While Fiji is well known for its beautiful white-sand beaches lined with palm trees, perhaps the most striking scenery in this island nation can be found under the water. It’s not that surprising when you think about it: after all, Fiji is made up of more than 330 islands and atolls, and is home to dazzling bright coral reefs, tropical fish and exciting marine creatures. Fiji is considered the soft coral capital of the world, and is a much-coveted travel destination for both first-time snorkellers and experienced scuba divers.
Here, you have the chance to observe not only countless species of fish and several hundred types of coral and sponges, but also turtles, eels, manta rays and sharks. The reefs themselves are utterly awe-inspiring, with many featuring lush coral gardens, deep canyons and extraordinary marine walls. And the best part is that you can experience all this at any time of the year. Seriously, even during the rainy season, Fiji’s turquoise waters are known for being warm and clear, with the water temperature averaging 27°C all year round. That said, the absolute best time to snorkel in Fiji is between July and September, when the visibility is at its finest.
However, before you throw on a mask and flippers and swim out to sea, a few safety tips for those wanting to avoid the tour group and snorkel solo:
- Take a flotation device with you. These are pretty much essential if you’re not a confident swimmer, but even if you are, you might be surprised at how tired you get swimming around the reefs, so it’s handy to have something to hang on to when you need a break.
- Make sure you head back into shore before you get too tired, as you’ll need to reserve some energy to swim back.
- Keep an eye on the wind. Strong winds can easily blow you out to sea without you even realising it.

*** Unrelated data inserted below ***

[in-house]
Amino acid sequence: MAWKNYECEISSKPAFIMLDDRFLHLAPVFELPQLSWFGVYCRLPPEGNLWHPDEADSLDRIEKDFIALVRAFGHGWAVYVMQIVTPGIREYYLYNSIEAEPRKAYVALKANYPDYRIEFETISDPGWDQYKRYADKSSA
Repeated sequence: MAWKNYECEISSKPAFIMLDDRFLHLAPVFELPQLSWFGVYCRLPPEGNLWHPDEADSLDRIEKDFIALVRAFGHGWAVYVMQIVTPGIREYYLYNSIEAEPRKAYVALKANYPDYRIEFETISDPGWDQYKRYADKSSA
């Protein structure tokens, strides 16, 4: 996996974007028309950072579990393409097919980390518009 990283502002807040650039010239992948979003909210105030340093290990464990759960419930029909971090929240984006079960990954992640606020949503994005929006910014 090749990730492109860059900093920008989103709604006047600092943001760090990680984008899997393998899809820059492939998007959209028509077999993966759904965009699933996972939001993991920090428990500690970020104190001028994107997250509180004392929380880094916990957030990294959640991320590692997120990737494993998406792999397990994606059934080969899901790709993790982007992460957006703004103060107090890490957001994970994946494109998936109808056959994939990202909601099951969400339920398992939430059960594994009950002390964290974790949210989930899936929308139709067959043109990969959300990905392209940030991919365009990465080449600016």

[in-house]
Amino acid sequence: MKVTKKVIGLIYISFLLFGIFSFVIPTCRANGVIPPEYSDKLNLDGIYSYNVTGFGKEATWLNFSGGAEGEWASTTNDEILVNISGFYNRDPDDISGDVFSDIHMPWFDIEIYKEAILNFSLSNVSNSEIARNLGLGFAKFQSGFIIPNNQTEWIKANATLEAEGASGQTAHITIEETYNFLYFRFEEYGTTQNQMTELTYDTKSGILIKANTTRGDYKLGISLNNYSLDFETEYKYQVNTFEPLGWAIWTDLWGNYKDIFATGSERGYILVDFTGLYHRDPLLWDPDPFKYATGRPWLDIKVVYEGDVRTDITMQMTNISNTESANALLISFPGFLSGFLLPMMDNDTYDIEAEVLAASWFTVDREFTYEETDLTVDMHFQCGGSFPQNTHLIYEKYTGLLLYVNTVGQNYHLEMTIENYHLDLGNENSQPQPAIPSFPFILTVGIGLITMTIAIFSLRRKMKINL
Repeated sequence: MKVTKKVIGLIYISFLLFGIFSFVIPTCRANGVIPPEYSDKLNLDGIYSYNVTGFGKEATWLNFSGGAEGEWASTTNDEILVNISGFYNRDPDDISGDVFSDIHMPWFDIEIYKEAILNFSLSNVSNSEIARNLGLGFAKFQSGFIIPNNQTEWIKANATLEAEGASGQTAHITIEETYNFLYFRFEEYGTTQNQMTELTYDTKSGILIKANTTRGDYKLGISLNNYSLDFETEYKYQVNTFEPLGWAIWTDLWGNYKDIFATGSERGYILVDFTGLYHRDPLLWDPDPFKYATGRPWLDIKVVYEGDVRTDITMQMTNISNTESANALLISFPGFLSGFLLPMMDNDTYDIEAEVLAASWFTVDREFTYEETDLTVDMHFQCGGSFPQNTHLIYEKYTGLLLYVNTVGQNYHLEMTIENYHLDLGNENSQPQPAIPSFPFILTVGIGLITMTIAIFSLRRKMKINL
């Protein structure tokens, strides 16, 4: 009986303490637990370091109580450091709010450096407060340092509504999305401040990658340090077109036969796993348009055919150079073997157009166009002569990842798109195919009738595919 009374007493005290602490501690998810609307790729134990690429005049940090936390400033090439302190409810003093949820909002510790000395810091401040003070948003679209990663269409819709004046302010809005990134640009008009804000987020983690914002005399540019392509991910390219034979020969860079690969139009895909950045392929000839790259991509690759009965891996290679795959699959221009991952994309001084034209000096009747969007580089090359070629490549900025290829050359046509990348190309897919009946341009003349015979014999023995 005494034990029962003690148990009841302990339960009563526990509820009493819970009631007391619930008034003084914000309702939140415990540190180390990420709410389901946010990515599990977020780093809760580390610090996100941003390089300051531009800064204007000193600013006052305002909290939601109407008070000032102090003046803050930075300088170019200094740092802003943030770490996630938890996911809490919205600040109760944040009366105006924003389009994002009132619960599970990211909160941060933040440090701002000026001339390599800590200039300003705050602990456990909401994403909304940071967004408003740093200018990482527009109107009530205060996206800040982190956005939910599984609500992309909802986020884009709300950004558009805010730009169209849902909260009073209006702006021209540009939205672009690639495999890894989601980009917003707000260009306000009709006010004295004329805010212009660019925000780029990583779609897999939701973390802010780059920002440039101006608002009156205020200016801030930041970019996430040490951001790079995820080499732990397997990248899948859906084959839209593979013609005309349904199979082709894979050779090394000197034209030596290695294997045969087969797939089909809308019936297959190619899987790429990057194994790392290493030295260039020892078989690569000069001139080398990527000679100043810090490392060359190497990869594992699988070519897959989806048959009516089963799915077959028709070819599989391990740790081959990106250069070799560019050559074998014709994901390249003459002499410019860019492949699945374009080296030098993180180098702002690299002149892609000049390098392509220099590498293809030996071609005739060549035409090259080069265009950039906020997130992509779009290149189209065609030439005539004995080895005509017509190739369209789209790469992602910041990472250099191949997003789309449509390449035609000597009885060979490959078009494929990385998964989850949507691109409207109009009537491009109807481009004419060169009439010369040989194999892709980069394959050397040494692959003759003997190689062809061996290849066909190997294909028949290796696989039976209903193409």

- Watch the waves. Fiji might be known for its soft coral, but it won’t feel that soft when heavy waves push you into the reef.
Now all that’s left for you to do is decide where in Fiji to go. Honestly, it’s hard to go wrong, but here are just some of the sites with the best snorkelling in Fiji. Just don’t forget the sunscreen!
Namena Marine Reserve
In the waters between Fiji’s two biggest islands, Viti Levu and Vanua Levu, lies the Namena Marine Reserve, which is home to more than 1100 fish species and 400 corals. This diversity is due in part to the fact that the area is protected from any fishing practices, so the shoals are allowed to flourish. Expect to see blue ribbon eel, barracuda and grey reef sharks, and if you time your visit to coincide with the migratory seasons, you might even spy dolphins and humpback whales. A true underwater playground, Namena Marine Reserve is easily one of the best places to snorkel in Fiji.
If you’re a little apprehensive about heading far out to sea to find some coral, Natadola might just be the spot for you. Located about an hour south of Nadi on the mainland of Viti Levu, Natadola is one of the only public beaches in the area that offers incredible snorkelling opportunities right off the beach. As such, you don’t have to go far to find plenty of colourful fish playing around the spectacular reef. If you’re a fan of free-diving, be sure to look for the turquoise patches in the water: these indicate the presence of deep holes in the reef for those tempted to explore some caves.